Tech Talk: Fun with Dependent Types

The March 24th Galois Tech Talk was delivered by Aaron Tomb, titled “Fun with Dependent Types.”

  • Date: Tuesday, March 24, 2009
  • Time: 10:30am – 11:30am
  • Location: Galois, Inc.421 SW 6th Ave. Suite 300(3rd floor of the Commonwealth Building)Portland, OR 97204

Here are Aaron’s slides. Further material on this topic can be found on Kenn Knowles’s site.Abstract: A number of dependently-typed programming languages exist, but many either restrict expressiveness or require extensive user input to deal with the undecidability of type checking. Languages such as Cayenne, lambda-H, and Sage have instead used a “best-effort” attempt to deal with this undecidability by attempting to type check programs, but potentially failing to prove valid programs type-correct.One powerful (and undecidable) form of dependent typing is based on what are variously known as contract types, refinement types, or predicate subtypes. The lambda-H language uses refinement types alone, and Sage includes them as part of a “pure” type system that uses the same syntax to describe both terms and types.An interesting recent result (by one of my friends from Santa Cruz) shows that while type checking for refinement types is undecidable, a form of type inference is decidable. It has the interesting property that if the input program is well-typed, then it has the inferred type. However, the algorithm does not determine whether the input program is, in fact, well-typed. Because it only decides one part of the type inference problem, the authors refer to it as “type reconstruction” instead.I will talk about refinement types, existing techniques for checking them, and the basics of decidable refinement type reconstruction.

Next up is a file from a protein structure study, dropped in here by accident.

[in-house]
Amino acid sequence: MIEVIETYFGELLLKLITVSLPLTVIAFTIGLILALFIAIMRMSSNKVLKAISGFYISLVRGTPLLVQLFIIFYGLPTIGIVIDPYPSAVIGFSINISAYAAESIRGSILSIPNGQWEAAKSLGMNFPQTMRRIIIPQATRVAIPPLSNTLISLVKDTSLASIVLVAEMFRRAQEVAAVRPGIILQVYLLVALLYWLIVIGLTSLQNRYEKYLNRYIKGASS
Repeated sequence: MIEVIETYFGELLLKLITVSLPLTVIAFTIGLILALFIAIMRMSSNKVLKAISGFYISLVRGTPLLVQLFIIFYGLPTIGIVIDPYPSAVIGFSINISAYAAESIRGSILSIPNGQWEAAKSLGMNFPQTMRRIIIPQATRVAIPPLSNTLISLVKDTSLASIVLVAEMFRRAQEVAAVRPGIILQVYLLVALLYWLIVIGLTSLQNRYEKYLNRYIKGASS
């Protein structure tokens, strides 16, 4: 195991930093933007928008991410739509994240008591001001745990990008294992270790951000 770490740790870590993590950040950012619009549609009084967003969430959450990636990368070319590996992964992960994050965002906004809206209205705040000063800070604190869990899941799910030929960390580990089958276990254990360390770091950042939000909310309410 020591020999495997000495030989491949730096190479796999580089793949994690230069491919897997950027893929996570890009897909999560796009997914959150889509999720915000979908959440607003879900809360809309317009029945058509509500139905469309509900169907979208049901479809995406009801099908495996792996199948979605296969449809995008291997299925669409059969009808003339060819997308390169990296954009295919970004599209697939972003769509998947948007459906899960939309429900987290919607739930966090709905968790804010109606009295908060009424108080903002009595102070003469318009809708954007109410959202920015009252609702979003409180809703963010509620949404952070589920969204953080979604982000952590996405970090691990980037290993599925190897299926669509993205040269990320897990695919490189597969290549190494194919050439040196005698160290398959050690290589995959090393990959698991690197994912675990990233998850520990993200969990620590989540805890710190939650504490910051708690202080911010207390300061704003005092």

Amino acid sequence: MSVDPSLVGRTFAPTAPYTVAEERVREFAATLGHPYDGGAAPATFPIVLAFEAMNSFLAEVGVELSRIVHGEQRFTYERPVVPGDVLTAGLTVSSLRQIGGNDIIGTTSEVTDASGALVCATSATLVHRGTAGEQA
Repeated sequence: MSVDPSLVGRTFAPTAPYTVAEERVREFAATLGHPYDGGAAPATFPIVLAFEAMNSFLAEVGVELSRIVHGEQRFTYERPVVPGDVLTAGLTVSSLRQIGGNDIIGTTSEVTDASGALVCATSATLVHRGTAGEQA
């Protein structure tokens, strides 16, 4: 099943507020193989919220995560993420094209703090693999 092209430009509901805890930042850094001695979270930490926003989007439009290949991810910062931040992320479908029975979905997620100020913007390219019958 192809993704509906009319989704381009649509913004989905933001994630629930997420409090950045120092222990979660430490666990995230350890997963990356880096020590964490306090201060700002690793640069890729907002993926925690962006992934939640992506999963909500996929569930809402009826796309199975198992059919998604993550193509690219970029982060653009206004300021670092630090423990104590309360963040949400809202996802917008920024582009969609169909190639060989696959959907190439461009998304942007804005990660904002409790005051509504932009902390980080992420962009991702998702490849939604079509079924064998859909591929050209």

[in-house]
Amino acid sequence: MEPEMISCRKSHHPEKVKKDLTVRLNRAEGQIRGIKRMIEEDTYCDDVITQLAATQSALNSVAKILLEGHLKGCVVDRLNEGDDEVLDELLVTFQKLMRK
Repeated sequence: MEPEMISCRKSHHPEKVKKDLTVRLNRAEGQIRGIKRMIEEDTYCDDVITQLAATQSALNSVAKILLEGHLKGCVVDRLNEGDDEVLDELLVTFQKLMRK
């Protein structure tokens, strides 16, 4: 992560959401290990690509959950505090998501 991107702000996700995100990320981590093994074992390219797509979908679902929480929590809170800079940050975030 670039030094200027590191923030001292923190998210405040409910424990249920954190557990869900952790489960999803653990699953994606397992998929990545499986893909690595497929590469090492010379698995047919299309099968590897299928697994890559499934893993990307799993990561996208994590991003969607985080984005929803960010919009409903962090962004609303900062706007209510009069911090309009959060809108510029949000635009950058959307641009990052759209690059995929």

Galois has been holding weekly technical seminars for several years on topics from functional programming, formal methods, compiler and language design, to cryptography, and operating system construction, with talks by many figures from the programming language and formal methods communities. The talks are open and free. An RSVP is not required, but feel free to contact the organizer with questions and comments.